The Ryozen Formation, which crops out on the trench side of the NE Japan arc, contains middle Miocene rhyodacite with adakite-like trace element geochemical characteristics (Ryozen adakitic rhyodacite) and spatially and temporally related basalt (Ryozen basalt) and andesite (Ryozen andesite). K-Ar age data for the basalt and a zircon U-Pb age for the adakitic rhyodacite, combined with the stratigraphy, suggest that all of these volcanic rocks were erupted at about 16-14 Ma. The primitive nature of the Ryozen basalt is shown by its high MgO (maximum 14·1wt %), Ni (392 ppm) and Cr (1193 ppm) contents. Using the olivine maximum fractionation model, the segregation depth of the parental primary magma to this basalt is estimated at c. 50 km (about 1·5 GPa).The Ryozen andesite has slightly higher 87Sr/86Srinitial (SrI) and lower 143Nd/144Nd initial (NdI) ratios than the Ryozen basalt.This, and the characteristics of the variation trends defined by basalt and andesite samples in SiO2 versus major and trace element variation diagrams, suggests that the andesite may have resulted from fractional crystallization of basaltic magma with minor assimilation of pre-Cretaceous sedimentary rocks (i.e. an AFC process). The Ryozen rhyodacite has phenocrysts of plagioclase, amphibole, garnet and titanomagnetite, and is characterized by low Sr/Y ratios (o30), low Yconcentrations (510 ppm), high chondrite-normalized La/Yb [(La/Yb)cn] (425) and low chondrite-normalized Yb [(Yb)cn] values (55 ppm). These geochemical characteristics are similar to those of a new adakite subgroup (rhyodacite lavas in eastern Jamaica; Jamaican-type adakite). Thus, we define the Ryozen rhyodacite as the Ryozen low Sr/Yadakitic rhyodacite. A potential mechanism for the generation of this rhyodacite is crystal fractionation of plagioclase, orthopyroxene, clinopyroxene, amphibole, garnet, titanomagnetite and minor apatite from an andesitic parent magma.This mechanism is consistent with mass-balance modeling, which matches the observed major and trace element chemistry, as well as SrI and NdI, for the Ryozen andesite and low Sr/Yadakitic rhyodacite.The most likely tectono-magmatic model for the production of the volcanic rocks of the Ryozen Formation involves the upwelling of depleted hot asthenosphere, which modified the thermal structure of the mantle wedge beneath the trench side of the arc during the middle Miocene.This resulted in partial melting of both mantle wedge peridotite and the relatively cool subducting Pacific plate, leading to the simultaneous production of primitive basalt, normal andesite, high-magnesium andesite and low and high Sr/Y adakitic rhyodacites.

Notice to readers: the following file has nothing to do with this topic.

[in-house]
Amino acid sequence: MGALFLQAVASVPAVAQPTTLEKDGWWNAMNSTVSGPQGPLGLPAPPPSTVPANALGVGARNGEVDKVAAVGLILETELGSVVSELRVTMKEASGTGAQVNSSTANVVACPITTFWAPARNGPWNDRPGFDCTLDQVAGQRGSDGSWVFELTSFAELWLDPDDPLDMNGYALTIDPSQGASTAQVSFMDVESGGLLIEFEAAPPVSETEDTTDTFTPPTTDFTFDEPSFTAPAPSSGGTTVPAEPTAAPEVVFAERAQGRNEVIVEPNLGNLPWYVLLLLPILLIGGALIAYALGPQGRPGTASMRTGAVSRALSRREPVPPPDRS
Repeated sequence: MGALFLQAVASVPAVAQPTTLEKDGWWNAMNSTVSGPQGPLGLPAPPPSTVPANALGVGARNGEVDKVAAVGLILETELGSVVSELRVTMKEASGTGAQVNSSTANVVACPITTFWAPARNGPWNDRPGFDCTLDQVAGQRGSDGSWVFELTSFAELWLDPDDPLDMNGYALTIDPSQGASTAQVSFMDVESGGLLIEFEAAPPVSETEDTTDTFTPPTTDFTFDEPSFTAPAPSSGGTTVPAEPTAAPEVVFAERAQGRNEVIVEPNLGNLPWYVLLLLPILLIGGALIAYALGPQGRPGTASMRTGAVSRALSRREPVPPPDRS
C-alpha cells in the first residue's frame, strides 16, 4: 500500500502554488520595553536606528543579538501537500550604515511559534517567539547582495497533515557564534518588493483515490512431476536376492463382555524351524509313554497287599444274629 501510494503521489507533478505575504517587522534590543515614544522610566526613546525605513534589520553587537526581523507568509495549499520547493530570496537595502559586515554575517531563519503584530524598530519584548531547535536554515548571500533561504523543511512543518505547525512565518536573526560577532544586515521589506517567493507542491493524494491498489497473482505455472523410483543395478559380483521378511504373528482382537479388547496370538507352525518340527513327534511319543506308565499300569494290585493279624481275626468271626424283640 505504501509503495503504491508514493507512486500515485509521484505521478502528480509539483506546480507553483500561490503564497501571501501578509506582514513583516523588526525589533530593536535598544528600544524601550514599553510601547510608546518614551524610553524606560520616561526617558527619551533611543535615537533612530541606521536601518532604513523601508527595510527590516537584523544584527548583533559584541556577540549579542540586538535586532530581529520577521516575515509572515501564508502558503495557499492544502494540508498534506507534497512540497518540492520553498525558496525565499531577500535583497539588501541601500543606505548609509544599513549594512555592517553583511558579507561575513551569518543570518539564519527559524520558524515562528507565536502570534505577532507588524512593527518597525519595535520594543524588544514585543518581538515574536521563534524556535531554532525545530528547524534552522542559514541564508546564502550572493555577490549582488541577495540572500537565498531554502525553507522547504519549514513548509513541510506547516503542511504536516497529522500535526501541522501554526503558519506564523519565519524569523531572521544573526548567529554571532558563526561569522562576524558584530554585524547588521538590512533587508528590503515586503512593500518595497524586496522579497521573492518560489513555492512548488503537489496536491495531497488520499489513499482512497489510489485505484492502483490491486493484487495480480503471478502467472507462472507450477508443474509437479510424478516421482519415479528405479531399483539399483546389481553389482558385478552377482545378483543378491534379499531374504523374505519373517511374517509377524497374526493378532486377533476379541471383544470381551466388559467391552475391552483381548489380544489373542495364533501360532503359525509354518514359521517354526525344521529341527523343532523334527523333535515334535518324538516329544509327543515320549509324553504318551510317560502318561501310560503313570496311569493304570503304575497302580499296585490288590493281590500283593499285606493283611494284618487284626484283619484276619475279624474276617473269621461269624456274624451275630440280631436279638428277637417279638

All Science Journal Classification (ASJC) codes
- Geochemistry and Petrology